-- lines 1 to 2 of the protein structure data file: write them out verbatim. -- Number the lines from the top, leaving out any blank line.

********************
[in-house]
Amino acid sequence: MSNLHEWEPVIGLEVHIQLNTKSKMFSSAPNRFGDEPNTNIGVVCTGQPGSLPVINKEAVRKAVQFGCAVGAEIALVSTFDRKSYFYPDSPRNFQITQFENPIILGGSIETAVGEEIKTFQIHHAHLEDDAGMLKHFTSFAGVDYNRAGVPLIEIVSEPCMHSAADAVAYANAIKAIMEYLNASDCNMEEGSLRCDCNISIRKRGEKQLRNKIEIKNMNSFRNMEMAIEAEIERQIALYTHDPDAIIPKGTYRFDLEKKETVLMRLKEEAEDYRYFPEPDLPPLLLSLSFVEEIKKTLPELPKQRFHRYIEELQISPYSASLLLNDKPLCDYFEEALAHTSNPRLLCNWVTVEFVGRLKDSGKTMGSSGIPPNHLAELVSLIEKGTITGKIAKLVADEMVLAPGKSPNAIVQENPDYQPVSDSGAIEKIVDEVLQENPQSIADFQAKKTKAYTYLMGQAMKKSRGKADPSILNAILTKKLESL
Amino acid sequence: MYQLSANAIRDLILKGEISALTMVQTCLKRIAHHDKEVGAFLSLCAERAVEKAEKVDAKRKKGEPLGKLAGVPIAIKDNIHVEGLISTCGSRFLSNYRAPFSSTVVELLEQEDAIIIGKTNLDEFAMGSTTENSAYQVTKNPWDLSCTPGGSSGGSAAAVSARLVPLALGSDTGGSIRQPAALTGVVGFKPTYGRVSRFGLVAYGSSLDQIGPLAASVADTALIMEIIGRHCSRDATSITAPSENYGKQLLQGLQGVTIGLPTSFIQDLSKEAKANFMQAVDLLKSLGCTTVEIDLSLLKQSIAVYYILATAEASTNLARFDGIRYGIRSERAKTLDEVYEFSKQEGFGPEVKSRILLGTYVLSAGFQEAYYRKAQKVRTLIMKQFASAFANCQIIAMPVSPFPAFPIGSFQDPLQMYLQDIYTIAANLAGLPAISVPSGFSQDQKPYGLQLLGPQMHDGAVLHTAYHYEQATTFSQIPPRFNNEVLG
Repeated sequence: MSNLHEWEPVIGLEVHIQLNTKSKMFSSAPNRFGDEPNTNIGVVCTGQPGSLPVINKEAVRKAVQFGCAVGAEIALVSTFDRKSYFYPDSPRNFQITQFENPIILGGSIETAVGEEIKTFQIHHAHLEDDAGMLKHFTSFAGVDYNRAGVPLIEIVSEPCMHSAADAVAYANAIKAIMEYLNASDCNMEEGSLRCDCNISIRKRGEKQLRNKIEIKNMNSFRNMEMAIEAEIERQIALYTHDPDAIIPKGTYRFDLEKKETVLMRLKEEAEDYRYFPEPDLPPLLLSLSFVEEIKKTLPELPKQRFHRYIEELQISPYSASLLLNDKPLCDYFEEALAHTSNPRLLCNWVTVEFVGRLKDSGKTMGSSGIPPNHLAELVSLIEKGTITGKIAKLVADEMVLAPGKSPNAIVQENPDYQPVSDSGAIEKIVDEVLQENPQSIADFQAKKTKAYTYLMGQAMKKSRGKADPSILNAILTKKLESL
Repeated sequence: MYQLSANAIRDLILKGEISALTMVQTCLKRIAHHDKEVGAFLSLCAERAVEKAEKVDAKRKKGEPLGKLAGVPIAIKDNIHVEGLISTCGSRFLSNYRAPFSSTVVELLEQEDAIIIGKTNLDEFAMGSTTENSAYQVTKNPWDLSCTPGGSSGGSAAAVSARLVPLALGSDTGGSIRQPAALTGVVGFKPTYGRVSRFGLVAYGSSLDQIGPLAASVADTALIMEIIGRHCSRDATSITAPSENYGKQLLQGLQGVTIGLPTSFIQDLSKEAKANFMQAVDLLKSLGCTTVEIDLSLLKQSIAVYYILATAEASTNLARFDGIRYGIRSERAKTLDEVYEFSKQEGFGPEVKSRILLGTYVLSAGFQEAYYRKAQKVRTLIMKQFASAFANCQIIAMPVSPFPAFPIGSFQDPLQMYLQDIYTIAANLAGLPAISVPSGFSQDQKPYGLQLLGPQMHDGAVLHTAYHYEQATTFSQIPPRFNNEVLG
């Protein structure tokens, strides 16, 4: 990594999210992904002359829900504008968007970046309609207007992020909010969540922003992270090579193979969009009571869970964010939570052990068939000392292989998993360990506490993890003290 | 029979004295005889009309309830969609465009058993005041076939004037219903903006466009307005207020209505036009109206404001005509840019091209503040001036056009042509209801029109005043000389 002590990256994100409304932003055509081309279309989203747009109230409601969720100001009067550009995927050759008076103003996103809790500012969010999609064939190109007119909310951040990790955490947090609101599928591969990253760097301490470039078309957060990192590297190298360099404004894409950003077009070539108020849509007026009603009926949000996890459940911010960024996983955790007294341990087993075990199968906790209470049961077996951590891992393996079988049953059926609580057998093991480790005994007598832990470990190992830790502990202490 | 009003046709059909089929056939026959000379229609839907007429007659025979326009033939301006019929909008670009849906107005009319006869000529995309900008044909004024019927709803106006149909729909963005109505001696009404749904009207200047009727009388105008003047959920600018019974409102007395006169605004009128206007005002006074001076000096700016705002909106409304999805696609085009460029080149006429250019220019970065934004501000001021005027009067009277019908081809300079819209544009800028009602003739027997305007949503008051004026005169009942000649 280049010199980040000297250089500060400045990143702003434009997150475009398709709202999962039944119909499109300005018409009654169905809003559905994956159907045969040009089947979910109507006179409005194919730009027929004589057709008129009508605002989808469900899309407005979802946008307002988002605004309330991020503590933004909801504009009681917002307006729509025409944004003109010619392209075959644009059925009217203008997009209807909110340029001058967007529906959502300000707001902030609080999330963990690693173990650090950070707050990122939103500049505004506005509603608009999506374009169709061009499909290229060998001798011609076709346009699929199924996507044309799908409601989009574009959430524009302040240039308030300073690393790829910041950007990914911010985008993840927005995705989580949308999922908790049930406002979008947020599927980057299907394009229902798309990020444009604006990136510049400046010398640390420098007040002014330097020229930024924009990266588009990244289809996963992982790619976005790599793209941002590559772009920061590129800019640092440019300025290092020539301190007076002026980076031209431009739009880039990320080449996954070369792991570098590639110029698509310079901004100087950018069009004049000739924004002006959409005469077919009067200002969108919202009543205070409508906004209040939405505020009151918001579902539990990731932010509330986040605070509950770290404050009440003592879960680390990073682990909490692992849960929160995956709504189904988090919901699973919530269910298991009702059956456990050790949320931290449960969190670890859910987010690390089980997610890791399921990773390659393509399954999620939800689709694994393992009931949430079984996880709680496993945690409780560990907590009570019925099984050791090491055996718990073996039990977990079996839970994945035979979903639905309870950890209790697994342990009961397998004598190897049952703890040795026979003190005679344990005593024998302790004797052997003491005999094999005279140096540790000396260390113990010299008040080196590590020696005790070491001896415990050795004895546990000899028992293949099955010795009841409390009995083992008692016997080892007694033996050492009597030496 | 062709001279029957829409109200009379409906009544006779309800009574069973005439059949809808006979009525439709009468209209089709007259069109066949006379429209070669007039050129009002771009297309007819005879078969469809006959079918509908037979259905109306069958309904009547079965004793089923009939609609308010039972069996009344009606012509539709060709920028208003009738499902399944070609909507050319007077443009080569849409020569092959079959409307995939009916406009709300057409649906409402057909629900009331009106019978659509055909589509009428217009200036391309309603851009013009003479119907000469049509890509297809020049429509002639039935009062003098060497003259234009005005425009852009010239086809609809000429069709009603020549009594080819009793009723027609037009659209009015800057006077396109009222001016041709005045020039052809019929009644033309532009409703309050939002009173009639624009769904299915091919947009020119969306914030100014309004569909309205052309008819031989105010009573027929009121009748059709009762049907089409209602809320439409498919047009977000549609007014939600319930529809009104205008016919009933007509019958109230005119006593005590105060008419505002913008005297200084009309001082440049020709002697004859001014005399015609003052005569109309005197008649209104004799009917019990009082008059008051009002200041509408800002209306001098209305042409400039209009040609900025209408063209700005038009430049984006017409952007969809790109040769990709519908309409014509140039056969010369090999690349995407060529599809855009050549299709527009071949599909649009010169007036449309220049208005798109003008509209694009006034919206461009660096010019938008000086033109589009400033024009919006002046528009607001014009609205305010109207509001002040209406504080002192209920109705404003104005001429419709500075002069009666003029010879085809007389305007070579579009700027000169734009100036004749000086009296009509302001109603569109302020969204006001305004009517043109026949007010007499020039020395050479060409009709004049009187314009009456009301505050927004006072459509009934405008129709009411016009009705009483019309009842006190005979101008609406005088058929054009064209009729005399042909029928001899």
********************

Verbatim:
[in-house]
Amino acid sequence: MSNLHEWEPVIGLEVHIQLNTKSKMFSSAPNRFGDEPNTNIGVVCTGQPGSLPVINKEAVRKAVQFGCAVGAEIALVSTFDRKSYFYPDSPRNFQITQFENPIILGGSIETAVGEEIKTFQIHHAHLEDDAGMLKHFTSFAGVDYNRAGVPLIEIVSEPCMHSAADAVAYANAIKAIMEYLNASDCNMEEGSLRCDCNISIRKRGEKQLRNKIEIKNMNSFRNMEMAIEAEIERQIALYTHDPDAIIPKGTYRFDLEKKETVLMRLKEEAEDYRYFPEPDLPPLLLSLSFVEEIKKTLPELPKQRFHRYIEELQISPYSASLLLNDKPLCDYFEEALAHTSNPRLLCNWVTVEFVGRLKDSGKTMGSSGIPPNHLAELVSLIEKGTITGKIAKLVADEMVLAPGKSPNAIVQENPDYQPVSDSGAIEKIVDEVLQENPQSIADFQAKKTKAYTYLMGQAMKKSRGKADPSILNAILTKKLESL